NOW when we know the importance of unity over uniformity.

NOW when we are getting things done.

For it is a deeply Jewish value to question. Not only to question, but to argue, to go back and forth, positing all sorts of wild scenarios.

There is a reason the quintessential Jewish text, the Talmud, is made of arguments, opposing viewpoints, various perspectives, and rabbit holes of seemingly bizarre logical twists before it arrives at its conclusions. 

And while the majority rule carries the day, the dismissed arguments were intentionally preserved for millennia. Why?

The answer is in the question. Hearing different perspectives is vital. Listening to ideas other than our own is a must. Arguing seemingly farfetched notions is the only way to be certain that a conclusion is the best one, based on as much information, viewpoints, and creative thought possible. Only then does the majority rule come into play.

The rabbis of the Talmud did not rely only on their own points of view; they knew that they did not have all the information for every case. That is what Rabbi Elazar ben Azaria teaches us, when he said, “I must go and consult with my house.” In the next sentence in the Gemara (Berachot 28a), the text reads, “His wife said to him…”

Though women at the time were not likely to take public roles, their perspectives were valued by many of those who determined policy for the people — and often enough, they were incorporated into the final rulings. Today, we must take care to do the same — even when the women aren’t in positions of decision-making themselves.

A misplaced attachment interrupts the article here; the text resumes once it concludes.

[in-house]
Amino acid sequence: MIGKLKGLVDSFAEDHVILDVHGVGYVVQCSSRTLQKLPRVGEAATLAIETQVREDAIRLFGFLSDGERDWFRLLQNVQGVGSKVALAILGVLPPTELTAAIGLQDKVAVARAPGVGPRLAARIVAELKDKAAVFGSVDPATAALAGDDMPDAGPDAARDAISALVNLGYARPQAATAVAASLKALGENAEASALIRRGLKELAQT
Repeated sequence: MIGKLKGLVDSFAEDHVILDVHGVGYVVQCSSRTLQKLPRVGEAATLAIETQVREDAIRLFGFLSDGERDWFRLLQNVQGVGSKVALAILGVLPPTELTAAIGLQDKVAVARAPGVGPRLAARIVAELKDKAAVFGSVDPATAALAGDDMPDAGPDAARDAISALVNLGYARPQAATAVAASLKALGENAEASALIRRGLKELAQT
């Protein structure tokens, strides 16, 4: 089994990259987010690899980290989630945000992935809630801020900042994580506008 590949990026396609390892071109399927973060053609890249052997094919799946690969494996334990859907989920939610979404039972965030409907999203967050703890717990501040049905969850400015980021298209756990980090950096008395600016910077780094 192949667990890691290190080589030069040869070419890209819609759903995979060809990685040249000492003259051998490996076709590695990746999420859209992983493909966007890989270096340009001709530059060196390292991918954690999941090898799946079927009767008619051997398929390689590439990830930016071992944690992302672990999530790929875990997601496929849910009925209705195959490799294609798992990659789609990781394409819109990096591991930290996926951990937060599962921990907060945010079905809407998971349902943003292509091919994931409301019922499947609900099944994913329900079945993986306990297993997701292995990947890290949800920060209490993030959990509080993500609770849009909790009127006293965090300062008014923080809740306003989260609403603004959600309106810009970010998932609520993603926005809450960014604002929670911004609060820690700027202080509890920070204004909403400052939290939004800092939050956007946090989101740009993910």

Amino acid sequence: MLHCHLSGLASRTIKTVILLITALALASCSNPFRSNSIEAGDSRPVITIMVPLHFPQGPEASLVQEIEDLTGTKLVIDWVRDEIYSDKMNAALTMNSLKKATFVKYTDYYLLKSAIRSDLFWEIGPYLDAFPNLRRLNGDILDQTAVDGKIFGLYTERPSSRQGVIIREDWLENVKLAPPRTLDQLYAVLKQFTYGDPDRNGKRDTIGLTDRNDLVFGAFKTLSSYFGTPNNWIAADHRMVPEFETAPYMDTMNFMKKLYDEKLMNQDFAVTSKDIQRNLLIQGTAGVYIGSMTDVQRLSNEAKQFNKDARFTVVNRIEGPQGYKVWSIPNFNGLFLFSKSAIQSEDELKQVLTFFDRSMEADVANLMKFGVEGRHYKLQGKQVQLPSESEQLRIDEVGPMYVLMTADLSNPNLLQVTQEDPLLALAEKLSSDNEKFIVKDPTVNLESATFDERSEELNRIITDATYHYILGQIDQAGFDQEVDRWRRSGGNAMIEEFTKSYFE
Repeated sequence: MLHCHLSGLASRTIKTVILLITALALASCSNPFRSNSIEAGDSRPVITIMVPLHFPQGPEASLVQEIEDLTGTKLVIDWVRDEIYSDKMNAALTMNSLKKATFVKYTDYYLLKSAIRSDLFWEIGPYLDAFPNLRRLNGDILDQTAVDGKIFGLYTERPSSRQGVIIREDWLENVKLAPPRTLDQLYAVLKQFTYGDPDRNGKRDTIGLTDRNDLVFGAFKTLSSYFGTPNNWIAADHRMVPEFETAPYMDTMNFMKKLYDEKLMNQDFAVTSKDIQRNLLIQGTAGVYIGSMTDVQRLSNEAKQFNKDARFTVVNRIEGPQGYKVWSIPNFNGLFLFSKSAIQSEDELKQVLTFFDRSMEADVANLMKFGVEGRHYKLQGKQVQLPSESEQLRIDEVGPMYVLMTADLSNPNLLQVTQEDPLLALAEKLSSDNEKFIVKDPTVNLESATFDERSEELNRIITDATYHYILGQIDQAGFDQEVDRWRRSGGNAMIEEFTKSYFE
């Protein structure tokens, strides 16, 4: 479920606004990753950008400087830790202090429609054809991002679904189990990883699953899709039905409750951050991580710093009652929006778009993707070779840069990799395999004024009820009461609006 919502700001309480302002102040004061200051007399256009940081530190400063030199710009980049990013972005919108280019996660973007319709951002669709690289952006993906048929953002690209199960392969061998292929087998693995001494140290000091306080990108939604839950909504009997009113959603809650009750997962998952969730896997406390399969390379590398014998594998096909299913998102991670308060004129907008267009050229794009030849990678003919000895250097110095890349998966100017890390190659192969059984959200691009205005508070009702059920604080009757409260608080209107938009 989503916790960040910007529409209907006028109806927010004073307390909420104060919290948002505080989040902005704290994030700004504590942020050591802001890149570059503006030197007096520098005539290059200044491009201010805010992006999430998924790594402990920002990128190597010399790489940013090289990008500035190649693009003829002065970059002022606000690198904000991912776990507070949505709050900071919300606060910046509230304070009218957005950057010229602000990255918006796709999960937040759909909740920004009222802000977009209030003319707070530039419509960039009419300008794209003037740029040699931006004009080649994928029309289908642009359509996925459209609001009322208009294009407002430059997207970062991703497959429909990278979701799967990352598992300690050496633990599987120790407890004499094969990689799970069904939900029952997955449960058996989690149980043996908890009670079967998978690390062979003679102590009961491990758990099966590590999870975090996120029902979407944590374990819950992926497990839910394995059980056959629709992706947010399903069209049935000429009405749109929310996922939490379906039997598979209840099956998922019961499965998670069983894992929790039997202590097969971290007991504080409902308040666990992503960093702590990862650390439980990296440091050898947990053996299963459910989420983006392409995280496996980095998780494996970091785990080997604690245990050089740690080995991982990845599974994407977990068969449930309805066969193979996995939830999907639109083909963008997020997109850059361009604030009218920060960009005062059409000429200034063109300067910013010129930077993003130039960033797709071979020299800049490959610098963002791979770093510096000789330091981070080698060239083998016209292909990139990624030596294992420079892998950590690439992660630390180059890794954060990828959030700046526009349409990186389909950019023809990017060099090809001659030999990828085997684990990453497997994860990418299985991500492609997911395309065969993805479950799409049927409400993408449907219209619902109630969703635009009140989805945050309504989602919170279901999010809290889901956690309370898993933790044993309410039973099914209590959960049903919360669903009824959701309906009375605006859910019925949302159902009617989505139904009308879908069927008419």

Women have proven themselves over and again in this war — when conventional wisdom and business-as-usual tactics led to the worst tragedy for the Jewish people since the Holocaust. It is unconscionable that the young women who warned their higher-ups about this war paid the heaviest price: 15 slaughtered by Hamas, six abducted into Gaza.

While it makes sense that a war cabinet is made of high ranking former IDF officers, we should have learned from the plethora of research and examples that boards and committees, as well as pacts and agreements that having diverse teams and including women in decision-making leads to better decisions that last longer.

Exposure to different perspectives pushes everyone involved to expand their thinking. The discussion, even argument, yields more possible options as courses of action, and that process prevents the powers that be from falling into old routines, which are unlikely to work against an enemy that knows the playbook, and is looking for new ways to hurt us.

EXACTLY NOW is when we must reconsider the way things have been done. 

EXACTLY NOW while the future of this country depends on it, we can’t be afraid to ask questions.

EXACTLY NOW we must come together to think creatively and critically to save our people.

We must find the answers to these questions to ensure that the process that did not prevent October 7th is replaced by a new process that may yield new ways of protecting Israel, and show us a new way forward together.

About the Author
Shoshanna Keats Jaskoll is a writer and an activist. Cofounder of chochmatnashim.org She loves her people enough to call out the nonsense. See her work at skjaskoll.com